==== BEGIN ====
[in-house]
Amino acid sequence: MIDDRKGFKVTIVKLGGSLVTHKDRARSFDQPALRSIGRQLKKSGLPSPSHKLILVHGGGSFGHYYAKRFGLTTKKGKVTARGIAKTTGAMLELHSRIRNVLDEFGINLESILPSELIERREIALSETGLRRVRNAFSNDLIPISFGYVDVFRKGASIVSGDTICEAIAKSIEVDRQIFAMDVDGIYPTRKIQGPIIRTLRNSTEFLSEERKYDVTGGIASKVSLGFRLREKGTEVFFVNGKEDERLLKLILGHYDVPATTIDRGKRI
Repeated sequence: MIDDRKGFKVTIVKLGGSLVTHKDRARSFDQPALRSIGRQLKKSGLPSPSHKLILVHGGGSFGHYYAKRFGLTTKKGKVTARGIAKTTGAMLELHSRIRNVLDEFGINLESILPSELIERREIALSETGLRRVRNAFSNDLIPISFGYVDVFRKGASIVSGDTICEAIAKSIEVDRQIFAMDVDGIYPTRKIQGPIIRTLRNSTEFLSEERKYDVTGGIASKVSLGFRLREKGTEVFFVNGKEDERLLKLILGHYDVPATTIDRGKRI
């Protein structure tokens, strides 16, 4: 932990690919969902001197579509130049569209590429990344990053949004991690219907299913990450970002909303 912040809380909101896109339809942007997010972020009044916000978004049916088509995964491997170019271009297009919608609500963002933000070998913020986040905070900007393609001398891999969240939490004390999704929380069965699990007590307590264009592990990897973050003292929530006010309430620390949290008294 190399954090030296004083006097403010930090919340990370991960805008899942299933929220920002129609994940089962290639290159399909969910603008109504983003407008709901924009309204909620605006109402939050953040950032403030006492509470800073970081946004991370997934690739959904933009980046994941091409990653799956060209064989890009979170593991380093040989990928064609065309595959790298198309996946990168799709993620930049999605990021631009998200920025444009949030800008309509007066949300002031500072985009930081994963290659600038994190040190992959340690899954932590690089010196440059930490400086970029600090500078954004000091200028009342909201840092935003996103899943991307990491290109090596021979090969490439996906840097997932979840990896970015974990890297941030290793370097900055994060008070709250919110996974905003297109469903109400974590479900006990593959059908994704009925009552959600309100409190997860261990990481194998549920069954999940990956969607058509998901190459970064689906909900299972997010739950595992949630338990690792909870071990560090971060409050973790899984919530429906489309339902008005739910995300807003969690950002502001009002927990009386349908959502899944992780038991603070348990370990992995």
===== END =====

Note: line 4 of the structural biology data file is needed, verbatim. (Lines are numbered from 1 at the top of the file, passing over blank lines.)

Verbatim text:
């Protein structure tokens, strides 16, 4: 932990690919969902001197579509130049569209590429990344990053949004991690219907299913990450970002909303 912040809380909101896109339809942007997010972020009044916000978004049916088509995964491997170019271009297009919608609500963002933000070998913020986040905070900007393609001398891999969240939490004390999704929380069965699990007590307590264009592990990897973050003292929530006010309430620390949290008294 190399954090030296004083006097403010930090919340990370991960805008899942299933929220920002129609994940089962290639290159399909969910603008109504983003407008709901924009309204909620605006109402939050953040950032403030006492509470800073970081946004991370997934690739959904933009980046994941091409990653799956060209064989890009979170593991380093040989990928064609065309595959790298198309996946990168799709993620930049999605990021631009998200920025444009949030800008309509007066949300002031500072985009930081994963290659600038994190040190992959340690899954932590690089010196440059930490400086970029600090500078954004000091200028009342909201840092935003996103899943991307990491290109090596021979090969490439996906840097997932979840990896970015974990890297941030290793370097900055994060008070709250919110996974905003297109469903109400974590479900006990593959059908994704009925009552959600309100409190997860261990990481194998549920069954999940990956969607058509998901190459970064689906909900299972997010739950595992949630338990690792909870071990560090971060409050973790899984919530429906489309339902008005739910995300807003969690950002502001009002927990009386349908959502899944992780038991603070348990370990992995």